Nguyen Trung Ton was arrested in January 2011 for conducting propaganda against the state and was sentenced to two years in prison. After completing his prison term in January 2013, Nguyen Trung Ton immediately resumed his campaign for human rights and democracy. He wrote a prison memoir that was published in Dan Lam Bao (Citizen Journalism). He advocated for political prisoners to be released. He joined the Former Vietnamese Prisoners of Conscience (Hoi Cuu Tu nhan Luong tam Viet Nam) and the Brotherhood for Democracy, founded in 2013 “to defend human rights recognized by the Vietnam Constitution and international conventions” and “to promote the building of a democratic, progressive, civilized and just society for Vietnam.” He campaigned against Formosa, a Taiwanese steel company that dumped toxic waste into the sea and caused a massive marine disaster along the central coast of Vietnam.

In February 2017, Nguyen Trung Ton and a friend took a bus from Quang Thing commune, Thanh Hoa province to Ba Don town, Quang Binh province. Upon arrival, a group of seven or eight young men in civilian clothing dragged them into a van, took their belongings, stripped their clothes off, covered their heads with their jackets, and beat them repeatedly with iron tubes. The perpetrators later abandoned Nguyen Trung Ton and his friend in a deserted forest in Ha Tinh province. Nguyen Trung Ton was seriously injured and had to undergo an operation at a local hospital.

In July 2017, the police arrested Nguyen Trung Ton and charged him for carrying out activities that aimed to overthrow the people’s administration under article 79 of the penal code.

Nguyen Trung Ton was awarded a Hellman/Hammett free expression grant in 2013.
 

Pham Van Troi

Pham Van Troi, 46, is a blogger who has used various pen names to write about human rights, democracy, land rights, religious freedom, and territorial disputes between China and Vietnam. He was an active member of the Committee for Human Rights in Vietnam, one of the only human rights organizations to ever operate in Vietnam, until all of its leaders were arrested. He also wrote for the dissident bulletin To Quoc (Fatherland). Since 2006, he has encountered numerous cases of harassment, house arrest, physical assault, and interrogation.

Police arrested Pham Van Troi in September 2008 and charged him with conducting propaganda against the state under article 88 of the penal code. In May 2009, the United Nations Working Group on Arbitrary Detention determined that Pham Van Troi had been wrongfully detained. Despite its conclusion, he was sentenced in October 2009 to four years in prison.

According to the indictment reported by state media, Pham Van Troi wrote “‘A denouncement of the security policy of the State and the Communist Party of Vietnam’ in November 2006 with content that distorts the truth and slanders the State as an oppressor of democracy. In addition, Troi gave interviews via telephone and slander that the police and the masses repressed and beat him.”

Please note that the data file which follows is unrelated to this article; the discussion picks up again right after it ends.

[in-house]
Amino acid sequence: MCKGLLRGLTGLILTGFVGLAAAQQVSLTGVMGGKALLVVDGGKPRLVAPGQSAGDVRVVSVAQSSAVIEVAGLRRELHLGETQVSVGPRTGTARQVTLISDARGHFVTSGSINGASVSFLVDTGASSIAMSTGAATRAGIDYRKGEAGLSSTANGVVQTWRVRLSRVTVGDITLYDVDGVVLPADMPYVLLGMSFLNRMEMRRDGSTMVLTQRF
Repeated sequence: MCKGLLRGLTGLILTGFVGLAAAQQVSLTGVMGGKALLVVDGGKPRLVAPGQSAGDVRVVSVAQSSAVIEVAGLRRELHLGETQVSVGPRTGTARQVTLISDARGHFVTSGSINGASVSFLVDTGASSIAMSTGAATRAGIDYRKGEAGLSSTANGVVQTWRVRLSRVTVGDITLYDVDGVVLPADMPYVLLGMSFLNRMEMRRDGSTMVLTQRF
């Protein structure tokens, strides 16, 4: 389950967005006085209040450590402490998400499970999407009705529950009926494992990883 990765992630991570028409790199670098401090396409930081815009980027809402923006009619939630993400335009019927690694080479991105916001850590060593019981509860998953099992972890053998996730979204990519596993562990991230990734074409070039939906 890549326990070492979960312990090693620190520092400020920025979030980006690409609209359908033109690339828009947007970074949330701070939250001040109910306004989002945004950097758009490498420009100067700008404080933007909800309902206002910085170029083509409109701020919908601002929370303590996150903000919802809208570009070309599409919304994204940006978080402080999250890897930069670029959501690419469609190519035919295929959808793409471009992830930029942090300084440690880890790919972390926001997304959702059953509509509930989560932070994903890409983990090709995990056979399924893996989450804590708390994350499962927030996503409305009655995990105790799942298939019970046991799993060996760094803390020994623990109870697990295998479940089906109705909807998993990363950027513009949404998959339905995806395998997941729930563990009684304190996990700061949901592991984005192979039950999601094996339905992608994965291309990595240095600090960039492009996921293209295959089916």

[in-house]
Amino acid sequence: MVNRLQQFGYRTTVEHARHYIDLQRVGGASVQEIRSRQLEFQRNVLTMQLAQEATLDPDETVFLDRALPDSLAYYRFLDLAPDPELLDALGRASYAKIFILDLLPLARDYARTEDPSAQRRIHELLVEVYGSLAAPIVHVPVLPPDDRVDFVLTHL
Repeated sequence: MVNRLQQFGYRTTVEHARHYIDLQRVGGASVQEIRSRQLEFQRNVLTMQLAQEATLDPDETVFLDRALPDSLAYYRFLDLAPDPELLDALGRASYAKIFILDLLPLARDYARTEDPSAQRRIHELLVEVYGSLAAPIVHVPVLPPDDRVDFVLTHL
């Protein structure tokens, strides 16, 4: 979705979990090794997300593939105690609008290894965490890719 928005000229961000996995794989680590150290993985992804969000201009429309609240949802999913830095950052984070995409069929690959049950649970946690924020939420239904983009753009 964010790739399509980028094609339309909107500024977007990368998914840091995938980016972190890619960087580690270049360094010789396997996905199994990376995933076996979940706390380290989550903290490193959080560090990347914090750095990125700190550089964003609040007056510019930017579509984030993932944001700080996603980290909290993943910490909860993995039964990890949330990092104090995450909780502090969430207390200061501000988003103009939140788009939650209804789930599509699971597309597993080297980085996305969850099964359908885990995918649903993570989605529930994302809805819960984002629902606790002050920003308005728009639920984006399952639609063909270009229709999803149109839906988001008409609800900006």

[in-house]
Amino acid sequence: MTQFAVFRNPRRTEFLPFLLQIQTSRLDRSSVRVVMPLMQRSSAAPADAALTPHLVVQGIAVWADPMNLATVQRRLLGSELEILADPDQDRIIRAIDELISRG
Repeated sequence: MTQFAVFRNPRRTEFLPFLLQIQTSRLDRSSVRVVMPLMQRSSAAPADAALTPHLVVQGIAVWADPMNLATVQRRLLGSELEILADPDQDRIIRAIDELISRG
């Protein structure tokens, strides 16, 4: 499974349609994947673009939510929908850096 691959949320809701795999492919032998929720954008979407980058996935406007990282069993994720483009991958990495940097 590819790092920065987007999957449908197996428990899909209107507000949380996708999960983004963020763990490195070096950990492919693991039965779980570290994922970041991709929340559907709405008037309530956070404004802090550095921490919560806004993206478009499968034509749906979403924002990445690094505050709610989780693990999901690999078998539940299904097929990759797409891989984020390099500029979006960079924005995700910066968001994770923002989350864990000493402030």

After completing his prison term in September 2012, Pham Van Troi immediately resumed his campaign for human rights and democracy. In April 2013, he helped found a group called Brotherhood for Democracy “to defend human rights recognized by the Vietnam Constitution and international conventions” and “to promote the building of a democratic, progressive, civilized, and just society for Vietnam.” He advocated for political prisoners and detainees including for Tran Anh Kim and Nguyen Van Dai to be released. He campaigned against Formosa, the Taiwanese steel company that dumped toxic waste into the sea and caused a marine disaster along the central coast of Vietnam.

Pham Van Troi was placed under intrusive surveillance. Activists and former political prisoners who visited him were harassed, detained, and beaten. In December 2016, men in civilian clothes threw rocks at his house and broke his window.

Police arrested Pham Van Troi in July 2017 and charged him for carrying out activities that aimed to overthrow the people’s administration under article 79 of the penal code.

He was awarded a Hellman/Hammett free expression grant in 2010.
 

Nguyen Bac Truyen

Nguyen Bac Truyen, 50, was an entrepreneur who began to participate in humanitarian activities in the early 2000s. He provided aid to victims of national disasters, orphans, and children in remote areas. His company was among the first in Vietnam that adopted a paternity leave policy. He also wrote and published in overseas news websites about repression, injustice, and human rights violations committed by the government. In 2005, he joined the newly founded People’s Democratic Party (Dang Dan chu Nhan dan) to campaign for political pluralism in Vietnam.